In the fourth quarter of 2015, the AMC series, which is firmly established as the US’s highest-rating programme, had the highest ‘Global Average Demand Rating’, a metric developed by data science and technology specialists Parrot Analytics.
The first eight episodes of The Walking Dead’s sixth season broadcast in the 4Q15 period, with ratings slightly lower than for the corresponding number of season’s five episodes, but still some way ahead of all other TV shows in the US. The next eight begin around the world next month.
The Walking Dead’s Average Demand Rating was 81.05 across the 54 territories covered in the Parrot research. HBO’s Game of Thrones was second with 73.32, while The Big Bang Theory was third with 70.96, making it the most popular comedy.
American Horror Story (originally broadcast on FX in the US, had 66.11), Fargo (FX, 62.62), Fear the Walking Dead (AMC, 61.43), Mr. Robot (60.54), Orange is the New Black (Netflix, 59.61), Empire (Fox, 57.68) and Blindspot (NBC, 55.21) rounded out the top ten most popular shows internationally.
Within markets polled, The Walking Dead’s popularity was at its highest in Canada with a 93.71 average Demand Rating, with the US second at 92.28 and the UK third at 89.59.
Parrot bills its Average Demand rating as “the television industry’s only global, cross-platform, country-specific demand measure”.
The metric is based on ‘demand expressions’, which are expressions of demand identified on streaming platforms, media platforms, sharing platforms, blogs and micro-blogs, fan and critic rating platforms, wikis and information sites, peer-to-peer protocols, and file-sharing platforms.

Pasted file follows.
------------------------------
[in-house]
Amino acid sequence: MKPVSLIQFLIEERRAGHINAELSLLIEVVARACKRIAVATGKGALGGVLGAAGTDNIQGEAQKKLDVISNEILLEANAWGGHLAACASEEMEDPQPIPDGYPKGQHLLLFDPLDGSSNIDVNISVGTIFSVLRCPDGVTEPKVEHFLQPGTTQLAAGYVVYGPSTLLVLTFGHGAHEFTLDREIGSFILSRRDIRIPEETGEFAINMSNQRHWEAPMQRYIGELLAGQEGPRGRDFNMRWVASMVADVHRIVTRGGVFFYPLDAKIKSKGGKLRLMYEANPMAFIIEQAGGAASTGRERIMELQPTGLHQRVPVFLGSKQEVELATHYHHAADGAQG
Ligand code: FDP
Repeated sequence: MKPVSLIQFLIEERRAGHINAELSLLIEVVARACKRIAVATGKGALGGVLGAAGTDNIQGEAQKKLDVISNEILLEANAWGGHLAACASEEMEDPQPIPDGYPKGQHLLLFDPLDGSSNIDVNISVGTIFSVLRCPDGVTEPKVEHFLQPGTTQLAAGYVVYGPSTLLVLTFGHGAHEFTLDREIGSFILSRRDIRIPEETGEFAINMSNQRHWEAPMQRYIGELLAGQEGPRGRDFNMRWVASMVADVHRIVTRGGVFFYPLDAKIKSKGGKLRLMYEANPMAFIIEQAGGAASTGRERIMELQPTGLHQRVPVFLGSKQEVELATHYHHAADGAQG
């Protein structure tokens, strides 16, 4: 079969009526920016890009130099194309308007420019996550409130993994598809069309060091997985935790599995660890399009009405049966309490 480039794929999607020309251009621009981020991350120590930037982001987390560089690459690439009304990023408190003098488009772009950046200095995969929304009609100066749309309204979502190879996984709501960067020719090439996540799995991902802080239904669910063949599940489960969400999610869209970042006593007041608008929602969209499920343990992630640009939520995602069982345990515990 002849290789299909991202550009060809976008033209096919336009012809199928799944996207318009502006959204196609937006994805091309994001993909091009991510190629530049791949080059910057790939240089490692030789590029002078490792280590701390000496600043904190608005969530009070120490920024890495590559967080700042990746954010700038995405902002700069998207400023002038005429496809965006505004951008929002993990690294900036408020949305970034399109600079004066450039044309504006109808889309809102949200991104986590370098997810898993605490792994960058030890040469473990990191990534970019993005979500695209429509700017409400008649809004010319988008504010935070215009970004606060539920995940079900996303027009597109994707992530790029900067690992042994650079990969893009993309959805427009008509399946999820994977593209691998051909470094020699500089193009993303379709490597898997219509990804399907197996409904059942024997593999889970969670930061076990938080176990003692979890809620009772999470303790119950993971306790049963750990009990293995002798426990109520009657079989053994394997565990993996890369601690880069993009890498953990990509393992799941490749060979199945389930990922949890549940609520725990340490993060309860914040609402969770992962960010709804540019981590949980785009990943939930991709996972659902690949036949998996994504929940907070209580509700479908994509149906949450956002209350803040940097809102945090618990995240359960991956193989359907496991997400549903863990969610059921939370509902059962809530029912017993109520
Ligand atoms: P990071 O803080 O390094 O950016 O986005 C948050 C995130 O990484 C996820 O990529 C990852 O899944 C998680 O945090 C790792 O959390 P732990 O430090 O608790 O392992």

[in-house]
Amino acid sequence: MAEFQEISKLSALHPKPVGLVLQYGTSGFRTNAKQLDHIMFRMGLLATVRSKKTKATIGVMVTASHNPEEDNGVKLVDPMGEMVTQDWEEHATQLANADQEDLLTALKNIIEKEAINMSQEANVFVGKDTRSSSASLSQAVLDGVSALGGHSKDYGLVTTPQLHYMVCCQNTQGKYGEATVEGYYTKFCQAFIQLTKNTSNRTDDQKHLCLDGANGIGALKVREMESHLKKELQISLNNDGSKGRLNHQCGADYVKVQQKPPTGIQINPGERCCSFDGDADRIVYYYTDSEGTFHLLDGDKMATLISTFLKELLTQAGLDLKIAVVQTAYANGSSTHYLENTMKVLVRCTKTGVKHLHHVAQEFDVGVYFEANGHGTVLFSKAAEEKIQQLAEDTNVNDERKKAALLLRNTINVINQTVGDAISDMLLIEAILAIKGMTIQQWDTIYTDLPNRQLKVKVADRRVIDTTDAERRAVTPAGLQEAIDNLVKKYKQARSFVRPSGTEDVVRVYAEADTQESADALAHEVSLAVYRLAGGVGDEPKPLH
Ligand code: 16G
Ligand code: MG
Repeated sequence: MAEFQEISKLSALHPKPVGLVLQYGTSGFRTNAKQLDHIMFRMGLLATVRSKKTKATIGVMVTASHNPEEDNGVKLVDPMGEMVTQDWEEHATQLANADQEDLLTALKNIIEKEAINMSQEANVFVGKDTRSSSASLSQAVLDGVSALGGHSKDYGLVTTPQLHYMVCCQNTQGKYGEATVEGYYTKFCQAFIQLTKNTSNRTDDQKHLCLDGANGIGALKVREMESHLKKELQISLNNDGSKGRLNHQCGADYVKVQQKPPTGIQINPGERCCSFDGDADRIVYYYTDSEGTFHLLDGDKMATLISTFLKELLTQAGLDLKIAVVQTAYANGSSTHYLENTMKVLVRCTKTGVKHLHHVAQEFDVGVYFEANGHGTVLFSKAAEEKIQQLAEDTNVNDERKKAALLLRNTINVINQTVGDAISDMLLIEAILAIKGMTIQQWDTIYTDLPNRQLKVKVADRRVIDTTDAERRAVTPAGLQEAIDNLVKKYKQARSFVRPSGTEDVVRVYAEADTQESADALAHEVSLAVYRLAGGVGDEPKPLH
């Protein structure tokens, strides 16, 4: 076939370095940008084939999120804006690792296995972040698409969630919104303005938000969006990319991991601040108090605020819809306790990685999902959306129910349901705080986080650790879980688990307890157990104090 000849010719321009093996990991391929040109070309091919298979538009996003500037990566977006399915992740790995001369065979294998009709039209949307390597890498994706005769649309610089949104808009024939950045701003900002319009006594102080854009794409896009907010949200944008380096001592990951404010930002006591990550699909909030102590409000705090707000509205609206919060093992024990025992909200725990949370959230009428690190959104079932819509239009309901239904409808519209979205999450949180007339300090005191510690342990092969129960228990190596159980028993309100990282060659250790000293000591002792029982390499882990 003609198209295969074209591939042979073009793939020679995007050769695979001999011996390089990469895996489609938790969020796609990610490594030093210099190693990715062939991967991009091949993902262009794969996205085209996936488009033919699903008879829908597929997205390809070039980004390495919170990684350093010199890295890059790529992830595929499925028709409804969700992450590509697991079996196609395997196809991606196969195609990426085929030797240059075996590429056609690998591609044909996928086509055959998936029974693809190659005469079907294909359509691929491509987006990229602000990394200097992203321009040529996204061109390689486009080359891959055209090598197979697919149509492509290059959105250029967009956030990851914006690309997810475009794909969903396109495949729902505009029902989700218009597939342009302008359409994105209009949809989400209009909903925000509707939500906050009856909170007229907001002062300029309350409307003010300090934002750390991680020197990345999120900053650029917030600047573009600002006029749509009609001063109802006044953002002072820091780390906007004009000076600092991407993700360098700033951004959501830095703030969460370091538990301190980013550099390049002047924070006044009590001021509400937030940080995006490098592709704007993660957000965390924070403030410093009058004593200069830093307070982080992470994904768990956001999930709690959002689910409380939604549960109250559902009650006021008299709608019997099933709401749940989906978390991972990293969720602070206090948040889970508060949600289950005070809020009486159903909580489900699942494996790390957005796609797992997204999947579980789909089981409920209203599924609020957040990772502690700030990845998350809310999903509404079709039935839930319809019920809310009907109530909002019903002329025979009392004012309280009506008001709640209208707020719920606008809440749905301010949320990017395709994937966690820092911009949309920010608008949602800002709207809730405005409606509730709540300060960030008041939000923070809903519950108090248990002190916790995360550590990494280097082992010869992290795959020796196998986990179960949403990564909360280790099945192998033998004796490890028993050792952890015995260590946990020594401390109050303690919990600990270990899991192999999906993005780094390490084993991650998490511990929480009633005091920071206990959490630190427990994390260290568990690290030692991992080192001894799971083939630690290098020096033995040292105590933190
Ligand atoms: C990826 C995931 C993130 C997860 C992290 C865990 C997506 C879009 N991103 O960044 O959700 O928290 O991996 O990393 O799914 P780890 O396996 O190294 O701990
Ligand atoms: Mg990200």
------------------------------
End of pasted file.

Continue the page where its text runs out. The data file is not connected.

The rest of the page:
The demand expressions are country-specific, numerical representations of the overall demand for titles in local markets. These are then tallied to create a demand ratings of between 0 and 100+.
The Walking Dead follows a band of survivors of a zombie apocalypse led by a deputy sheriff played by Andrew Lincoln.
“The Walking Dead is one of those shows that actually goes against the received wisdom of what works with audiences: it’s a relatively niche genre with an unremittingly bleak theme and barely any recognisable actors,” said Ed Barton, practice leader, TV at media research house Ovum.
“It’s down, of course, to the creative talent behind it and also to the skill of AMC in spotting a great show, and then staying out of the way of the people making it. Scratch beneath the service and TWD is actually a complex, sophisticated and character driven story which eschews conventional TV drama storytelling.”
Ovum’s Barton said The Walking Dead, Mad Men and Breaking Bad had “propelled AMC on a journey from a little known US cable channel brand to global recognition with a cachet approaching HBO”.
“It’s reassuring in many ways because the strategy is basically ‘make great shows and the ratings will take care of themselves’ – these are all shows which many a rational programming exec would look at and think just cannot work. It is the opposite of algorithmically driven or checkbox commissioning.
“The Walking Dead has also achieved more than just raw viewership, the level of commitment, dedication and engagement TWD fans display is incredible. Social media activity, discussion, even ‘meme-generation’ volumes are reminiscent of other fan favourites like Blake’s 7 or SpongeBob. TWD isn’t just a show anymore, it’s a phenomenon.”
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